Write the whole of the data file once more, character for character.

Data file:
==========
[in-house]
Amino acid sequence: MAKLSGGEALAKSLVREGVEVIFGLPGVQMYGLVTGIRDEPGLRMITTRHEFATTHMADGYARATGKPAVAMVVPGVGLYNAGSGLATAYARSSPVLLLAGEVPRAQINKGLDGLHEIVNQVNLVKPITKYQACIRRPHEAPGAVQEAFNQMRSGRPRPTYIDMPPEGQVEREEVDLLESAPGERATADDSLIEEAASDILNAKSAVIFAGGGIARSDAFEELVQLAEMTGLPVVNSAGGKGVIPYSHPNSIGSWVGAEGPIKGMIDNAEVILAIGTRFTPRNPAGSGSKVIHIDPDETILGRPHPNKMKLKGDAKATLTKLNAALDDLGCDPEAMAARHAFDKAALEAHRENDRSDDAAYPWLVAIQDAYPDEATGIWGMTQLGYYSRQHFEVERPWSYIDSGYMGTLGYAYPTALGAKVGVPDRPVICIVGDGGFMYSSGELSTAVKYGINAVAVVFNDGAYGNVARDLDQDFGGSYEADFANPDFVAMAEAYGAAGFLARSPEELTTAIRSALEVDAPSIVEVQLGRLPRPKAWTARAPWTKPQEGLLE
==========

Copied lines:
[in-house]
Amino acid sequence: MAKLSGGEALAKSLVREGVEVIFGLPGVQMYGLVTGIRDEPGLRMITTRHEFATTHMADGYARATGKPAVAMVVPGVGLYNAGSGLATAYARSSPVLLLAGEVPRAQINKGLDGLHEIVNQVNLVKPITKYQACIRRPHEAPGAVQEAFNQMRSGRPRPTYIDMPPEGQVEREEVDLLESAPGERATADDSLIEEAASDILNAKSAVIFAGGGIARSDAFEELVQLAEMTGLPVVNSAGGKGVIPYSHPNSIGSWVGAEGPIKGMIDNAEVILAIGTRFTPRNPAGSGSKVIHIDPDETILGRPHPNKMKLKGDAKATLTKLNAALDDLGCDPEAMAARHAFDKAALEAHRENDRSDDAAYPWLVAIQDAYPDEATGIWGMTQLGYYSRQHFEVERPWSYIDSGYMGTLGYAYPTALGAKVGVPDRPVICIVGDGGFMYSSGELSTAVKYGINAVAVVFNDGAYGNVARDLDQDFGGSYEADFANPDFVAMAEAYGAAGFLARSPEELTTAIRSALEVDAPSIVEVQLGRLPRPKAWTARAPWTKPQEGLLE